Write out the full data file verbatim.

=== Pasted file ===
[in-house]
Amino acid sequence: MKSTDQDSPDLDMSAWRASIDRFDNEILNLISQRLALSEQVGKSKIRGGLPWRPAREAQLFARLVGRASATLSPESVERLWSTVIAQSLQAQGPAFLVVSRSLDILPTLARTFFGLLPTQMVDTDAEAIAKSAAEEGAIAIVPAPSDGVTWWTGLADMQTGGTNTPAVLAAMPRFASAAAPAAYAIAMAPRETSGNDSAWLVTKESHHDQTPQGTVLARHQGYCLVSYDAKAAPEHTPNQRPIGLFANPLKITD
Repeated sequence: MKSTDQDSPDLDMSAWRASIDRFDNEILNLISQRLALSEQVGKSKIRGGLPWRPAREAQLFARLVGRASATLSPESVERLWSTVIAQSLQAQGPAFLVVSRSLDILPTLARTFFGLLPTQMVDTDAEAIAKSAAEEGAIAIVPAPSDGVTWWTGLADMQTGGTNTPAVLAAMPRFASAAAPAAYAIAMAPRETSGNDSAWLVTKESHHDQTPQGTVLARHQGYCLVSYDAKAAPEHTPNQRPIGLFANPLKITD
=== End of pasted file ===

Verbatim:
[in-house]
Amino acid sequence: MKSTDQDSPDLDMSAWRASIDRFDNEILNLISQRLALSEQVGKSKIRGGLPWRPAREAQLFARLVGRASATLSPESVERLWSTVIAQSLQAQGPAFLVVSRSLDILPTLARTFFGLLPTQMVDTDAEAIAKSAAEEGAIAIVPAPSDGVTWWTGLADMQTGGTNTPAVLAAMPRFASAAAPAAYAIAMAPRETSGNDSAWLVTKESHHDQTPQGTVLARHQGYCLVSYDAKAAPEHTPNQRPIGLFANPLKITD
Repeated sequence: MKSTDQDSPDLDMSAWRASIDRFDNEILNLISQRLALSEQVGKSKIRGGLPWRPAREAQLFARLVGRASATLSPESVERLWSTVIAQSLQAQGPAFLVVSRSLDILPTLARTFFGLLPTQMVDTDAEAIAKSAAEEGAIAIVPAPSDGVTWWTGLADMQTGGTNTPAVLAAMPRFASAAAPAAYAIAMAPRETSGNDSAWLVTKESHHDQTPQGTVLARHQGYCLVSYDAKAAPEHTPNQRPIGLFANPLKITD